Friday, August 16, 2013

Updates: Egypt And The New Cold War Between The U.S. And Russia

Egypt Army Deploys Forces Before Islamist Protests

Hundreds of people died and thousands were wounded on Wednesday when police cleared out two protest camps in Cairo set up to denounce the military's overthrow of Egypt's first freely elected president on July 3 and to demand his reinstatement.

Deeply polarized Egypt has been bracing for further confrontation expected after Friday prayers between members of Mursi's Muslim Brotherhood and the army-backed government.
The Brotherhood called for a nationwide march of millions to show anger at the ferocious security crackdown on Islamists.
After protesters torched a government building in Cairo on Thursday, the authorities said security forces would turn their guns on anyone who attacked the police or public institutions.
Wednesday's bloodshed was the third mass killing of Mursi's supporters since his ouster. The assault left his Muslim Brotherhood in disarray, but it said it would not retreat in its showdown with army commander General Abdel Fattah al-Sisi.
"After the blows and arrests and killings that we are facing, emotions are too high to be guided by anyone," said Brotherhood spokesman Gehad El-Haddad.

The Middle East has looked more like a game of chess between America and Russia, and this was manifested after the American invasion of Iraq, an important ally of Russian and China. It was renewed with the Arab Spring and the collapse of the old pro-American regimes and the rise of new powers. Both sides are keen to gain influential allies at the expense of the other and any innocent civilians in the way.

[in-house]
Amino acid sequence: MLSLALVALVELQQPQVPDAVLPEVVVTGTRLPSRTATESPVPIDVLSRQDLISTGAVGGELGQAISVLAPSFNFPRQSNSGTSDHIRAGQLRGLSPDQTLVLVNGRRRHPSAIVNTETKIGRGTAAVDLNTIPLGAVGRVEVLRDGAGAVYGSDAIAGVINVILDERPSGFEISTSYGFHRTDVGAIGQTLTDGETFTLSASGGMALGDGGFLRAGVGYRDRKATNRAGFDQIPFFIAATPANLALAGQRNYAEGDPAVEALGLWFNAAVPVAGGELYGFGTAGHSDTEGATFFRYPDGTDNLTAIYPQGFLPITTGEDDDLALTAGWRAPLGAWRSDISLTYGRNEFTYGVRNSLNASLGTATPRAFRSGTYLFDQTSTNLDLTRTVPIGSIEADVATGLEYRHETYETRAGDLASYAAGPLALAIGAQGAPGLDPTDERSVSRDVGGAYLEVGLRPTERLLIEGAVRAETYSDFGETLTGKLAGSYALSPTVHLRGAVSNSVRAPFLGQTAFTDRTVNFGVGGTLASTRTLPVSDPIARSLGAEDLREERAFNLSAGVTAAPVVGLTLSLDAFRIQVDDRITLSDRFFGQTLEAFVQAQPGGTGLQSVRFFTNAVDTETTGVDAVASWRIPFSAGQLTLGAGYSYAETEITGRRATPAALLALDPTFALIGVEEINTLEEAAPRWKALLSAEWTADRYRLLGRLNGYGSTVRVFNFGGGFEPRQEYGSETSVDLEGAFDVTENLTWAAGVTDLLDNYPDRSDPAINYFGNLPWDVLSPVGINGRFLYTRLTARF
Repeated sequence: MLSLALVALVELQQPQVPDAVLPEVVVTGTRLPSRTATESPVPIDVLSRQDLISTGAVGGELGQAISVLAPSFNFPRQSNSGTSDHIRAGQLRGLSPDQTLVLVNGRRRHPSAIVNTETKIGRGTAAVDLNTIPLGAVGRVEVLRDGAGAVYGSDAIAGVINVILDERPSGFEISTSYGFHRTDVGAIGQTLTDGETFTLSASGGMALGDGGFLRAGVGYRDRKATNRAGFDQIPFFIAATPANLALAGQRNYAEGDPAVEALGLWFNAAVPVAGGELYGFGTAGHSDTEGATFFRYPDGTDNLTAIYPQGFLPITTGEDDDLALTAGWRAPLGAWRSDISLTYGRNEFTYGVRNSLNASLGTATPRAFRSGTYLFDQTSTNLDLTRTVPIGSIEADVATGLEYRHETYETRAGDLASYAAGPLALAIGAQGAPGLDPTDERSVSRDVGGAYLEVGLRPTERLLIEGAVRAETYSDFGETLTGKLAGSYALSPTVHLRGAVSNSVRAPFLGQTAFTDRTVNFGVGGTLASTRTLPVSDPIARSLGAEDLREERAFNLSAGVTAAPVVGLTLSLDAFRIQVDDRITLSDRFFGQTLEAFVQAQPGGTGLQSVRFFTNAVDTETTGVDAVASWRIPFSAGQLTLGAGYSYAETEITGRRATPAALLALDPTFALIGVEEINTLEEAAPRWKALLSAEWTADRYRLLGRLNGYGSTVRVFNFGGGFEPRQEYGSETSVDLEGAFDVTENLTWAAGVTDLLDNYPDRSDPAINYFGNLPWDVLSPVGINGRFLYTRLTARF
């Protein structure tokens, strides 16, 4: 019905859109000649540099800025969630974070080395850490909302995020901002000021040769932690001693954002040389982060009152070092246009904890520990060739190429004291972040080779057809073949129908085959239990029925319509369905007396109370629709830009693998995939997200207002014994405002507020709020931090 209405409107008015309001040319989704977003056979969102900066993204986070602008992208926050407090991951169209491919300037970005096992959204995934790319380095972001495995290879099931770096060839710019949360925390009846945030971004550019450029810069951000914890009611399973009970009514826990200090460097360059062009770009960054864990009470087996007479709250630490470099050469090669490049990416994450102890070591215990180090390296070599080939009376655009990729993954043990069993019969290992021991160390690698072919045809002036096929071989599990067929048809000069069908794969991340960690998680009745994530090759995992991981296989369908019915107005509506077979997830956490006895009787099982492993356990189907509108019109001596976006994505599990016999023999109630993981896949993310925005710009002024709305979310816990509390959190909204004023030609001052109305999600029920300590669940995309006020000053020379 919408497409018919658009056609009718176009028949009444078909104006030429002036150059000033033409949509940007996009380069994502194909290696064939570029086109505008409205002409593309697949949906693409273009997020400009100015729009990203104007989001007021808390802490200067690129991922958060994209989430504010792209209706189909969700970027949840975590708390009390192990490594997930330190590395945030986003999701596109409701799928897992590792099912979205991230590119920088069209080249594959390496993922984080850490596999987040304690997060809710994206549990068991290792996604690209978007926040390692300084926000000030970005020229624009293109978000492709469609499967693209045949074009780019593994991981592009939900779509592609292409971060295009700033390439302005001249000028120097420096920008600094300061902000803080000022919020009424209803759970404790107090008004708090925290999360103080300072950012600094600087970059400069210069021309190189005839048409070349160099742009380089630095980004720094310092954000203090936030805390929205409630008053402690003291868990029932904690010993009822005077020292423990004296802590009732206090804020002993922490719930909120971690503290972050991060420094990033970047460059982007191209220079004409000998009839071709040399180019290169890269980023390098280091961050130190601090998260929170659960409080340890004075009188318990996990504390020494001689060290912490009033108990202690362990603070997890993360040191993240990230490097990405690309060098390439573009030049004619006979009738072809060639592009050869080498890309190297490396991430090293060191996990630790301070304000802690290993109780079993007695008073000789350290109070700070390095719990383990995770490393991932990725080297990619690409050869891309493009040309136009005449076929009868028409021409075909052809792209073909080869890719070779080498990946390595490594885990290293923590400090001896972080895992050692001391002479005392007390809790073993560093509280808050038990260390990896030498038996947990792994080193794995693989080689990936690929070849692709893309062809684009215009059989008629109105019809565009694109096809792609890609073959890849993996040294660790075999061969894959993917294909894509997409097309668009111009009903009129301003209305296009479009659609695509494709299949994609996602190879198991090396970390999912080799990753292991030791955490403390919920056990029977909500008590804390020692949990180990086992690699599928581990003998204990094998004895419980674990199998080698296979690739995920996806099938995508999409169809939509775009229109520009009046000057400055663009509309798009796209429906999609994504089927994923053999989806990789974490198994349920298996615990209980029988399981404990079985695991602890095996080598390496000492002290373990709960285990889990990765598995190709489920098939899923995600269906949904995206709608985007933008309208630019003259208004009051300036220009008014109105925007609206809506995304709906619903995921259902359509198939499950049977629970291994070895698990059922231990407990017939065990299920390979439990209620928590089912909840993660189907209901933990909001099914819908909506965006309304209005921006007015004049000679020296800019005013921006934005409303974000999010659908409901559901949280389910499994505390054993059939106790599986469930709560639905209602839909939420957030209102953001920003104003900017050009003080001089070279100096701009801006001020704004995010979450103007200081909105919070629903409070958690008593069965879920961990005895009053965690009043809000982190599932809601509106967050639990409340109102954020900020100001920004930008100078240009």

The new Russia under President Vladimir Putin is trying to re-establish its global presence, and sees the well touted Arab Spring as the perfect chance to do it. U.S. military bases are spread across the Arabian and Persian Gulfs, Mediterranean, Red Sea and the Pacific, while Russia, has only one orphan base in Syria on the Mediterranean. The ‘Syrian Free Army’, led by the Muslim Brotherhood, collaborates with the MI6 and CIA, and takes their instructions, weapons and fundingfrom NATO the U.S.  At the same time,  Russia and China are trying not to lose the only Russian military base in the region, or lose influence to maintain even a minimumlevel of its interests.

In Egypt, the largest country in the Middle East, with the Suez Canal joining the Mediterranean and Red seas, we find that the new game of chess moved in immediately after the fall of the US-backed Muslim Brotherhood.

It is generally known here that the Obama administration is filled with a large number of Muslim Brotherhood activists who are not too happy with the overthrow of the Brotherhood in Egypt.  This is the same brotherhood that was CIA funded and trained for years in order to implement US policies and agendas in the region—a reward for helping them take power in Egypt after many years of living in the dark, being stalked, imprisoned and banned.

Obama and his administration may have bet on the wrong horse,  which is exposing them to severe criticism both at home and abroad.

Meanwhile, the ravening Russian Bear is hungry and thus highly motivated. With the fall of the Brotherhood government, Russian hurriedly extended a helping hand to the new el Sisi-led Egyptian government.  Putin professed readiness to provide the same amount of aid to Egypt as compensation.  The Russian President even showed a strong desire to visit Egypt and the new government to bless the revolution and to provide assistance to the Egyptians in their crisis. This was Putin’s way to trump the blundering of Obama and his administration. Obama announced Thursday that he would cancel military exercises already planned with the Egyptian army, leaving the door open on a new opportunity for the hungry Russian bear to start military exerciseswith Egypt.